First he won’t let the press into a public meeting–or take pictures close to him. Then he threatens not to talk about the water crisis. Finally, he admits the problem is worse than anyone thought but he can’t find a lot of records showing how the district handled contamination that may be 12 years old.
An often rattled Newark schools chief Wednesday night told an angry audience at a city school board meeting that top officials had been aware of a lead problem in school water supplies for more than a decade, since 2004–and that contamination levels averaged higher in the last three years than they did in the last year: 12 percent of samples taken, as opposed to 10 percent. But state-appointed superintendent Christopher Cerf insisted it was “impossible” to track the scope of the problem.
Often stammering and frequently clearing his throat as he tried to speak, Cerf also tried to depict the crisis as one that went far beyond Newark and may, in fact, be a problem in all public schools in New Jersey.
“In my judgment,” said Cerf, “we have collectively surfaced here and elsewhere a gap in identification and treatment of water.”
His rambling attempt to explain the issue was often confused and contradictory and he was clearly shaken by persistent heckling from an obviously concerned audience. For example, he said the first thing he did was alert the public as soon as he found out there were high levels of lead in 30 schools enrolling 17,000 children. That brought gasps of disbelief.
Because he also said he waited several days before telling anyone in the affected schools about the problem and conceded principals were surprised when they came to school last Wednesday and found palettes of emergency water supplies stacked outside their buildings. They were delivered overnight from the state’s Office of Emergency Management at his request, he said.
Cerf insisted that dates written on water filters were not indications of when they had to be changed–but he never said what the dates did, in fact, signify. The Newark Teachers Union (NTU) published photographs of water filters that appeared to bear dates indicating they had expired and should have been replaced.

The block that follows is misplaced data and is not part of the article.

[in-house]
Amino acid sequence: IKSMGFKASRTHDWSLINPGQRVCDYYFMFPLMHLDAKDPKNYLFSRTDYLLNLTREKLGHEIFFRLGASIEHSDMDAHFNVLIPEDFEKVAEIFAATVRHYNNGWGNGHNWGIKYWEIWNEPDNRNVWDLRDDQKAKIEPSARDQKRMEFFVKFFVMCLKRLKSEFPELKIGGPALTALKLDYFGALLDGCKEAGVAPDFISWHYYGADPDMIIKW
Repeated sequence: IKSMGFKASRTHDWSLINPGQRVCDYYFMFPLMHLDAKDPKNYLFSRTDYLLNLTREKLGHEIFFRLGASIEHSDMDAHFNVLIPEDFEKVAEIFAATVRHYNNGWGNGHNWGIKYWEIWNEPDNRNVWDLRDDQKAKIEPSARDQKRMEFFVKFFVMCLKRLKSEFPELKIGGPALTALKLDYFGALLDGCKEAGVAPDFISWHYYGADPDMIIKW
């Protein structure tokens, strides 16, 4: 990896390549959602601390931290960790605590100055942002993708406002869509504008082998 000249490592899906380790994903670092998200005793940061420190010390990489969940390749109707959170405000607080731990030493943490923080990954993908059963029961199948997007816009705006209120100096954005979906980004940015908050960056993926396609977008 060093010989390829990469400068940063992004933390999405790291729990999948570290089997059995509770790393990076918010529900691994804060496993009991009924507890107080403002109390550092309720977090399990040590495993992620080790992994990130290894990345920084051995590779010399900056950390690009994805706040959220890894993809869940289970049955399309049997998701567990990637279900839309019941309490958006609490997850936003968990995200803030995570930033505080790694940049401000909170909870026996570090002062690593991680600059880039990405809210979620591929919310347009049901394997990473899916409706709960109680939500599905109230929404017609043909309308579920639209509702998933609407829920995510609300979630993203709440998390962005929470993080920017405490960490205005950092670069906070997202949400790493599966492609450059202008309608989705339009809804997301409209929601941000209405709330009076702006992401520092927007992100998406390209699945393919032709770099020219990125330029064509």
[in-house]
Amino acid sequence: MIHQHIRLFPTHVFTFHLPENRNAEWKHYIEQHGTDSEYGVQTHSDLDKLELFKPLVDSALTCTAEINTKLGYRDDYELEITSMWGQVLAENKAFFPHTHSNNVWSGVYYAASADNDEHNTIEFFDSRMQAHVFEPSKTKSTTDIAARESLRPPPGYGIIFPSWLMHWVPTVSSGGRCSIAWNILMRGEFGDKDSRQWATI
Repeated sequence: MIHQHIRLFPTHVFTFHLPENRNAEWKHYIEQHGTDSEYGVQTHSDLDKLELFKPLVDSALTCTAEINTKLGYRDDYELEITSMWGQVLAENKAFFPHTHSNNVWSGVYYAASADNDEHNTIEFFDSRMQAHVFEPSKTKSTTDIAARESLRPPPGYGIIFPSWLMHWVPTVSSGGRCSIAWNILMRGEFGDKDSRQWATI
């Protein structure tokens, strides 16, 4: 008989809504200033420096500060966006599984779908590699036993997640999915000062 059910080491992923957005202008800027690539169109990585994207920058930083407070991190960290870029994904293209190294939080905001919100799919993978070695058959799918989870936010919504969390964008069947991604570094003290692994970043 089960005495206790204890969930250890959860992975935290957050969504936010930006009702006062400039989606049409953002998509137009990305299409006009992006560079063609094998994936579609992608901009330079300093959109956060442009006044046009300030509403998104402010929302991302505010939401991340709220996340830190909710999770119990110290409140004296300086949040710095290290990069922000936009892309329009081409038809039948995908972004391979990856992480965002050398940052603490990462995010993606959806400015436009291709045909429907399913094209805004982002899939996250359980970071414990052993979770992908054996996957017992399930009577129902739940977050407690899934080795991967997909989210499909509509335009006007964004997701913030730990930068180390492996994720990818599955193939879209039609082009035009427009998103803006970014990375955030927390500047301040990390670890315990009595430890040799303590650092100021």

Cerf called that “the good news”–without ever explaining what he meant–but the bad news, he said, is that records of how meticulously the water supplies in schools were inspected and repaired and cleaned did not exist.
He said it was “literally impossible” to track down work orders that showed the district dealt with the longstanding problem–which, he said, became aware of the problem in 2004.
Cerf blamed the contamination on water passing through lead pipes or copper pipes that used lead solder for joining, but he never linked any of those general explanations to actual schools.
The schools chief also said the schools–not the city or the state health and environmental protection departments–would begin testing children for lead poisoning as early as Thursday. He said they would start at early childhood centers. Just a day earlier, city officials said they were working with the state to have the children tested.
Groans–as well as angry shouts–came from the audience when Cerf said records were missing because the district had changed testing contractors.
At one point, Cerf threatened to refuse to tell what eh knew because of the heckling. “I can give you the facts or you can scream at me,” he said, his face flushing.
Board member Antoinette Baskerville-Richardson said his failure to find the records needed for “an historical analysis” was “not acceptable.”
“I simply cannot understand what the man was talking about,” said Daryn Martin, one of a number of parents who held a press conference before the board meeting. “He is telling us all sort of things but he is not providing the documentation.”
Donna Jackson, another parent leader, said they were building an organization that had a variety of demands–starting with Cerf’s resignation. But she said the problem went beyond lead in the schools.
“The city water is contaminated,” she said.
The meeting at Arts High School began in an atmosphere of confusion. Reporters from various news outlets–including this one–had attended the news conferences but then were banned from entering the school for the regularly scheduled public school board meeting.
“No press,” said a security guard at the door.
After other district officials agreed to let the press in, they insisted television crews could not bring in their cameras. The media outlets left.
Michael Aron, the veteran Trenton correspondent for NJTV, said he was told by Cerf that the schools chief had “nothing to do with the order” to exclude news cameras but that it came from the school board.
If that were true, it would have been an extraordinary piece of news–because the school board has no power to do anything. Because of the state takeover law, all the governance powers of the school board are vested in the state-appointed superintendent–Cerf. If the television crews were banned, he had to be the one who banned them.
After nearly a half hour of wrangling about press accessibility to a public meeting, the crews were allowed in–but most of them already had left the site. Two–including NJTV–were required to stay in the back of the hall. During the meeting, photographers were not allowed to get close to the stage to take pictures of Cerf and the board members–something that has never happened at a board meeting.
Confused as he was, Christopher Cerf apparently knew one thing about the water crisis–how to keep media coverage down to a minimum.